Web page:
Under Rule 49.10 of the Rules of Civil Procedure, RRO 1990, Reg 194, if a defendant makes an offer to settle that is not accepted by the plaintiff. The plaintiff obtains an equally or less favourable judgment at trial. The plaintiff and defendant are entitled to partial indemnification of their costs unless the court orders otherwise. 

“Costs” in personal injury claims refer to the financial costs associated with bringing the claim (whether as a plaintiff or defendant) and are separate from the damages award provided to the claimant. Costs may include legal fees, disbursements, court fees, and other expenses. 

The Court Decides That Rule 49.10(2) Applies

The judge determined that Rule 49.10(2) applied, and the defendant could not claim partial indemnification of the costs associated with defending their claim. In doing so, he emphasized that denying the defendant of partial indemnification would undermine the policy objectives of Rule 49.10 and discourage reasonable settlement offers.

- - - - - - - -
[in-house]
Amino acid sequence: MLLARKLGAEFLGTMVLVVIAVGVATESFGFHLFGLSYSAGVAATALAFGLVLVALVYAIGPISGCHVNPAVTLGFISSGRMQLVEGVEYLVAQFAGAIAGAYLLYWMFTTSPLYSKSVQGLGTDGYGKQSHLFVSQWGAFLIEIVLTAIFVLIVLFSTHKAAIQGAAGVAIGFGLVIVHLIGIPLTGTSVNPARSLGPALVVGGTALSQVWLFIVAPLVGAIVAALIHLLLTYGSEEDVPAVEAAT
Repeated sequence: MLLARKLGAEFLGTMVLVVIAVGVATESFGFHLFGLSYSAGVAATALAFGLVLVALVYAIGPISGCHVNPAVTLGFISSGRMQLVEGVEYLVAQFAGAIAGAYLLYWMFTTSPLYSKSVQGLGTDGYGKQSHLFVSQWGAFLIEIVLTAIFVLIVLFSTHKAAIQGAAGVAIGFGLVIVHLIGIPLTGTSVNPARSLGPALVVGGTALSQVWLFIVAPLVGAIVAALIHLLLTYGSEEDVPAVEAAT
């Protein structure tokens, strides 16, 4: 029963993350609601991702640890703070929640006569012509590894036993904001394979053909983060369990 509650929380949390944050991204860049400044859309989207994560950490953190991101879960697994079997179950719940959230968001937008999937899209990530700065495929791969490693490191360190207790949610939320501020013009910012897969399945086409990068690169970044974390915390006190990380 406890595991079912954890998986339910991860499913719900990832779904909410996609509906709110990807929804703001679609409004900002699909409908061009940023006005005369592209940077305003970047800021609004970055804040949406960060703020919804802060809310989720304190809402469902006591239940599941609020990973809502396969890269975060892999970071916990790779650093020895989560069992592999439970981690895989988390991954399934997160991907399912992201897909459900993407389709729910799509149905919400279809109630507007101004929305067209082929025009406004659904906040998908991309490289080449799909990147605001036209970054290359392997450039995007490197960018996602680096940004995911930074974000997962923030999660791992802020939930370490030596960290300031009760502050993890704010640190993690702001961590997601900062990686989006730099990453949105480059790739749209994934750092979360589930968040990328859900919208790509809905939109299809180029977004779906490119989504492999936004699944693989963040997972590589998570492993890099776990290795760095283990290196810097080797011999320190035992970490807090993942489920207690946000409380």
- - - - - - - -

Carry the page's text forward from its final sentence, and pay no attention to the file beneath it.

However, it’s not enough for plaintiffs and defendants to establish that they are entitled to full or partial indemnification of their costs. The parties must take it one step further and consider whether the fees are “reasonable.” 

At this stage of the analysis, the court considered the reasonableness of the parties’ costs. Generally, costs in civil litigation are payable only for allowable expenses and services that are relevant to the case or proceeding. 

One issue that attracted the court’s attention was the defendant’s claim for legal fees.